Secondly, the Quest standalone version was surprisingly very good.  The graphics were not quite as good as my Rift cv1 w/2x SS but still very enjoyable/playable.

Lastly, big surprise!  When I tried my Quest wireless with Virtual Desktop the graphics actually looked better than my Rift cv1.  I have no idea why?  I believe VD pegs the Quest SS to 1.5 so maybe together with the Quest's higher oled res it's produced a better result.  Who knows?  I also found that the Oculus Store version worked a lot more lag-free with wireless VD compared to my VivePort (essentially Steam) version.  Ever bit as good as with my Rift cv1.

I will say that the first time I tried DTRH from the Oculus store with VD wireless I got an error message that said I did not have program rights, but when I exited it and restarted it it worked fine, and has continued to do so.

While you need a good internet/wifi setup for VD wireless, it's a nice fun experiment to try imho.  In my case I have my router wired to my PC and my router is only one thin wall away in my TV room.  So I'm able to play quite a few nice PCVR titles like this one and Google Earth VR (not all are compatible btw) sitting in my comfy LazyBoy recliner.  With the exception of DTRH all Oculus Store games look better and play better (less lag) with my Rift cv1 w/2x SS but all these (that are compatible) still look much nicer (and generally play as well) with my Quest wireless w/VD compared to Quest standalone.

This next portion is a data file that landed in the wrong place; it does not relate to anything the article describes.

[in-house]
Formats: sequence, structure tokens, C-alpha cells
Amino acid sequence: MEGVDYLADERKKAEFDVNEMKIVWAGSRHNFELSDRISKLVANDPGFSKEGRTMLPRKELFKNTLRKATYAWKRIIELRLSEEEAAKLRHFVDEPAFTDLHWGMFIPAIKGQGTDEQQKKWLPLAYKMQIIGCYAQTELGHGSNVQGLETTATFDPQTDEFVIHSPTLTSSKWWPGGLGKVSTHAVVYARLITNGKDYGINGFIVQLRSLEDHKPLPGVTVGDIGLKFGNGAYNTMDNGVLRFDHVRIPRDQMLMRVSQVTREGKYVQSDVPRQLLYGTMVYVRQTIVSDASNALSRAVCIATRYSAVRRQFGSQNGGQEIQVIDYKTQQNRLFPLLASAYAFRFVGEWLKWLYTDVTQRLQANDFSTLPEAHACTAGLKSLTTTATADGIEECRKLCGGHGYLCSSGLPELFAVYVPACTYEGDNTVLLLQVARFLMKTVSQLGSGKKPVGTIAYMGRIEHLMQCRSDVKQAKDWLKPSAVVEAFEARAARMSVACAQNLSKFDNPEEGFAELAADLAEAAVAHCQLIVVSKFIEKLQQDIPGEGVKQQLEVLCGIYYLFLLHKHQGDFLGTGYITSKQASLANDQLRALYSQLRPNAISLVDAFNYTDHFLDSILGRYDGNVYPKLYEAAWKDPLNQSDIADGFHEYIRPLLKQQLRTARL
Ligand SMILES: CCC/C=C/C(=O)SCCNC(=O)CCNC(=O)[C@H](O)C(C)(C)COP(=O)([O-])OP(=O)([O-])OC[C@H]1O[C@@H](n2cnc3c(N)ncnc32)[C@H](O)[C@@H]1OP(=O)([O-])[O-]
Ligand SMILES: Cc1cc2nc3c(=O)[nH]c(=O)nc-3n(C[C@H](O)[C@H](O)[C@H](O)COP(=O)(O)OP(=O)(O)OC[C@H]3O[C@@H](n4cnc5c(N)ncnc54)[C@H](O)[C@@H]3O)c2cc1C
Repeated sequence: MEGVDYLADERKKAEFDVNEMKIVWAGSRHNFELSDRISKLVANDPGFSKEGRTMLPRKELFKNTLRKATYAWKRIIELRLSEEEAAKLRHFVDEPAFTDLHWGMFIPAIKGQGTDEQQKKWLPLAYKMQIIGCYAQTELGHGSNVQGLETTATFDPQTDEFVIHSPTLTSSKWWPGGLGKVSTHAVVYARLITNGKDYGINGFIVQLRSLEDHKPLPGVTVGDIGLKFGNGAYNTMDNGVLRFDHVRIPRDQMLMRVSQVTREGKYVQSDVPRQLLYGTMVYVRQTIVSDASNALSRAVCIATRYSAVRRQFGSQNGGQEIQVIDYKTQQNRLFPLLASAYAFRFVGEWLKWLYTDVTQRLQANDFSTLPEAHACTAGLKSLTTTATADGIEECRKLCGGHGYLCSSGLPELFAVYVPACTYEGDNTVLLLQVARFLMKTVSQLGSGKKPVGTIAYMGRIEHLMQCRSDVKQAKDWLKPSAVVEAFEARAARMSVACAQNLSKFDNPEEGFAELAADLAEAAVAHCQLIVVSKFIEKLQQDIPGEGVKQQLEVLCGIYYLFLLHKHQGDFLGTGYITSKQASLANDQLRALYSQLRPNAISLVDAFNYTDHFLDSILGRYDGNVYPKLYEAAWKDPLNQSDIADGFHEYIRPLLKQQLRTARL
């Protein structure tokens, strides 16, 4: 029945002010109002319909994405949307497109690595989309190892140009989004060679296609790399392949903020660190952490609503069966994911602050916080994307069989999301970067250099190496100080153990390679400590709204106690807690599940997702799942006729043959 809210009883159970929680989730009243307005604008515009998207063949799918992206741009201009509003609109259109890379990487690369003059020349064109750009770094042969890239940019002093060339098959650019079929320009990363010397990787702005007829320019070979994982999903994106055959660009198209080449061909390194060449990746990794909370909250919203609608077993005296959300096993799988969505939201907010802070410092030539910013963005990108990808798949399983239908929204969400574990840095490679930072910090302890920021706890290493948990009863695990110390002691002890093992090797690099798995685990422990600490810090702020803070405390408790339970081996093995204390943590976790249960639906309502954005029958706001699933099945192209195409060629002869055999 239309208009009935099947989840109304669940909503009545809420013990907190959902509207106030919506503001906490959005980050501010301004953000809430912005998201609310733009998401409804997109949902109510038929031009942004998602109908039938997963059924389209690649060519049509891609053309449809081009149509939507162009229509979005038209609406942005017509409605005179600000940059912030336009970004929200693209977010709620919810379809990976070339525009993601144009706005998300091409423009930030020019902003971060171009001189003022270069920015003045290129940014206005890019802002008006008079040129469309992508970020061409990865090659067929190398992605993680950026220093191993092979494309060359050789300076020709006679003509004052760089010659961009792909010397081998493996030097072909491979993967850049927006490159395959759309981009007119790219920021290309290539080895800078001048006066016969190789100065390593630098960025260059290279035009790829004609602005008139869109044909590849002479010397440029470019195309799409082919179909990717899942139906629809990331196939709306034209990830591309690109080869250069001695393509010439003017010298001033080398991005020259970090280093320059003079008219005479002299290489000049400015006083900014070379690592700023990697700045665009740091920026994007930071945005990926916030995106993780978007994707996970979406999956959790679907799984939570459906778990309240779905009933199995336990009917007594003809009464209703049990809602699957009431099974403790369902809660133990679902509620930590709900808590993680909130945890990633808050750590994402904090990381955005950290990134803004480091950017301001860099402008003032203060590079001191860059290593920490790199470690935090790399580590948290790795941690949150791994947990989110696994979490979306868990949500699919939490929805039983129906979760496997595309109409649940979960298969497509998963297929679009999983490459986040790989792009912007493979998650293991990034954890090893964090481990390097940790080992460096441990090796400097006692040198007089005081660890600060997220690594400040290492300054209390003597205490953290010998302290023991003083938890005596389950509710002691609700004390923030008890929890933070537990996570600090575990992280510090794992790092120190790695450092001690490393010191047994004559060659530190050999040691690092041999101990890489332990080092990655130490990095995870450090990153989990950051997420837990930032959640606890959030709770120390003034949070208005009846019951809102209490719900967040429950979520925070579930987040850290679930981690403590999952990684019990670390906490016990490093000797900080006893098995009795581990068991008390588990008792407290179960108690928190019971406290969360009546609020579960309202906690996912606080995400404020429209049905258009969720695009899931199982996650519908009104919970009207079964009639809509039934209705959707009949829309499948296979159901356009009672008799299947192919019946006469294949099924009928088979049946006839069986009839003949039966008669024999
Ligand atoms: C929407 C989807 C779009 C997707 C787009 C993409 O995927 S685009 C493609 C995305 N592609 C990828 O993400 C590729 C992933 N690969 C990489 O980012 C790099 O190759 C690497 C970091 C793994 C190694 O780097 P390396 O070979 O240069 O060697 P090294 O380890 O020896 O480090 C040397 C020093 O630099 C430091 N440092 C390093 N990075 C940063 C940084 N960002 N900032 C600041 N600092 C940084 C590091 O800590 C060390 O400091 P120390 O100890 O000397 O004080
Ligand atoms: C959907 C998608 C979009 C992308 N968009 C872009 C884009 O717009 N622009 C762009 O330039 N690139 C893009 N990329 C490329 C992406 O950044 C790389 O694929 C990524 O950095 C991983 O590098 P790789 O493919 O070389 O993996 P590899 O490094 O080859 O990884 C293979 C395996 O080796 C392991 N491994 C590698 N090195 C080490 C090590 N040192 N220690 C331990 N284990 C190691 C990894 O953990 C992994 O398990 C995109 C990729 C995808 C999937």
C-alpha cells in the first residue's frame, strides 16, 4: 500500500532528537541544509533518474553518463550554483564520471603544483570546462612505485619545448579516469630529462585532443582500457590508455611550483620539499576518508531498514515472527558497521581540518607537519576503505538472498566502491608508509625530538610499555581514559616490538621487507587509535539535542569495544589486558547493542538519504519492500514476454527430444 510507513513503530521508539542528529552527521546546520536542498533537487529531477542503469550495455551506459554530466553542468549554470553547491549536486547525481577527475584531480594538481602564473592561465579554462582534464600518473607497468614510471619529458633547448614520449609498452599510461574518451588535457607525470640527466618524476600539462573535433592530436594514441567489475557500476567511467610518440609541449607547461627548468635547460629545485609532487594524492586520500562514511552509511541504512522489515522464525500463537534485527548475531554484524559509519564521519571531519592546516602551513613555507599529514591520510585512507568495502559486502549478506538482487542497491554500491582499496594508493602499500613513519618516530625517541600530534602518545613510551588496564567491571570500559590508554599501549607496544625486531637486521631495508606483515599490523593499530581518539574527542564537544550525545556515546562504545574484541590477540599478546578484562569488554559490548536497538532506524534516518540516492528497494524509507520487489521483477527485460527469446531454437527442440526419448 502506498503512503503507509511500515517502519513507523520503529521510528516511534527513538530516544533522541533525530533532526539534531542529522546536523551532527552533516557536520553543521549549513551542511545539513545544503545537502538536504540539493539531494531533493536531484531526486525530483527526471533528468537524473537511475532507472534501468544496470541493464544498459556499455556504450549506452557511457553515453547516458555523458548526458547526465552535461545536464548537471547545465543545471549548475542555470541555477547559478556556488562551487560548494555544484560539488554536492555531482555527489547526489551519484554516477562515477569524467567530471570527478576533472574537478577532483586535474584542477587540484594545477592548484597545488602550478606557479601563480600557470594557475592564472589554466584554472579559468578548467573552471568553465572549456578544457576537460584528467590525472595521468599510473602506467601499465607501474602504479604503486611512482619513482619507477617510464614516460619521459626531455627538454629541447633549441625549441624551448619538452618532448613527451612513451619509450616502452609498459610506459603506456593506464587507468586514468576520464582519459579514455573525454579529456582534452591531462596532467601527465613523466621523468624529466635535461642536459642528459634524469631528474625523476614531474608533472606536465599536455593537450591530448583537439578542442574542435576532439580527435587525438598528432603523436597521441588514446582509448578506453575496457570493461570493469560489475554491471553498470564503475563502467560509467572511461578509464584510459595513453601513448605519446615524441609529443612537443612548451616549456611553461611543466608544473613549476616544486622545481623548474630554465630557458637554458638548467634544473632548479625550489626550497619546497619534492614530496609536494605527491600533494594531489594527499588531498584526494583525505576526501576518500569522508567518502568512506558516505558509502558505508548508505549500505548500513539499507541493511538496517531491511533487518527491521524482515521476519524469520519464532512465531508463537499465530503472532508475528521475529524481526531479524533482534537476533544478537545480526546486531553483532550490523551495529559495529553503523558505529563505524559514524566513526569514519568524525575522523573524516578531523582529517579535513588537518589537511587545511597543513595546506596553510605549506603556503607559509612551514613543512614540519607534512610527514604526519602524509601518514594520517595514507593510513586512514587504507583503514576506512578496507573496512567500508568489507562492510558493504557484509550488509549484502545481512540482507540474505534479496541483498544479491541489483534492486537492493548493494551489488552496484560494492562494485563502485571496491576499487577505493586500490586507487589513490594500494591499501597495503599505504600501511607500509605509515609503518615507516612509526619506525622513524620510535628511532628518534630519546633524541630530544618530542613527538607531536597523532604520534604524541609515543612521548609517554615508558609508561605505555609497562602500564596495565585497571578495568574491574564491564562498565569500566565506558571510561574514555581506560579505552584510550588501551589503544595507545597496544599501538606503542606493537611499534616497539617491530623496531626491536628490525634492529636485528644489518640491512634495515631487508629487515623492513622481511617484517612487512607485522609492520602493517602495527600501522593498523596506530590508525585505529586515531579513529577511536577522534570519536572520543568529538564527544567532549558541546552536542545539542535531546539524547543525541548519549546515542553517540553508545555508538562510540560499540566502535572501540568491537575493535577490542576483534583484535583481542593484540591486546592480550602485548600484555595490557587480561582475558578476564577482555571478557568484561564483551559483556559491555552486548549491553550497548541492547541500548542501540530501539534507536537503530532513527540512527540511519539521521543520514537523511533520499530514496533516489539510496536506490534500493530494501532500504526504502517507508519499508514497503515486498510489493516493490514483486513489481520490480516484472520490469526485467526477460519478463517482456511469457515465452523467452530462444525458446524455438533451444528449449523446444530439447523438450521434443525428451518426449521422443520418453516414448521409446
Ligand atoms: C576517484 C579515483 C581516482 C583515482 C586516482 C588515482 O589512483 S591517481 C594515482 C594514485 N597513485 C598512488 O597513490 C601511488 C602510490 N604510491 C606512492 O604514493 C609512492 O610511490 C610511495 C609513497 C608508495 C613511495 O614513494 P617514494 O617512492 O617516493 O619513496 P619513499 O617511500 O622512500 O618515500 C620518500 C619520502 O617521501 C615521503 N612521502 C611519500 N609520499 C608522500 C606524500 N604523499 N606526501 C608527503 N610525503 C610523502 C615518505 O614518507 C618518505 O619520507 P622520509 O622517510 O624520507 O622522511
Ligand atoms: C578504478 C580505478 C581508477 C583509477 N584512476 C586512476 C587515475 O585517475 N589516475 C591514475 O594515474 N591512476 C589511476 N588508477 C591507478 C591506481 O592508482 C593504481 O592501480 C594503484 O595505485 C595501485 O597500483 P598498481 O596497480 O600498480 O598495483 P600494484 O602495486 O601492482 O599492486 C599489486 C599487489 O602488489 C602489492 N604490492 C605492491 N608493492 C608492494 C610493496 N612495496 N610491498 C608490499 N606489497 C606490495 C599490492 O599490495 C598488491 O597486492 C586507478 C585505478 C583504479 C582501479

I might add that None of the Oculus or Steam store games look and play as well with Oculus Link compared to my Rift cv1.
9 9900k, rtx3090, 32 Gb ram, 1tb ssd, 4tb hdd. xi hero wifi mb, 750w psu, Q2 w/Air Link, Vive Pro

RuneSR2
Level 15

TomCgcmfc said:

Thanks to Rune telling me it was on sale even though I already had this in my VivePort sub I decided to buy it from the Oculus Store to see if there was much difference.  Also, I thought it would be good to be able to pop it in my Quest as a standalone for more mobile VR gaming.

First of all, I cannot say I noticed any diffs with my Rift cv1 on either version.  Both looked pretty good.  TBH I'm sure if I had Index controllers (still not available in Australia) my Vive Pro would win hands down.  The oled graphics with my Etsy Gear VR lens mod is soooo good!

Secondly, the Quest standalone version was surprisingly very good.  The graphics were not quite as good as my Rift cv1 w/2x SS but still very enjoyable/playable.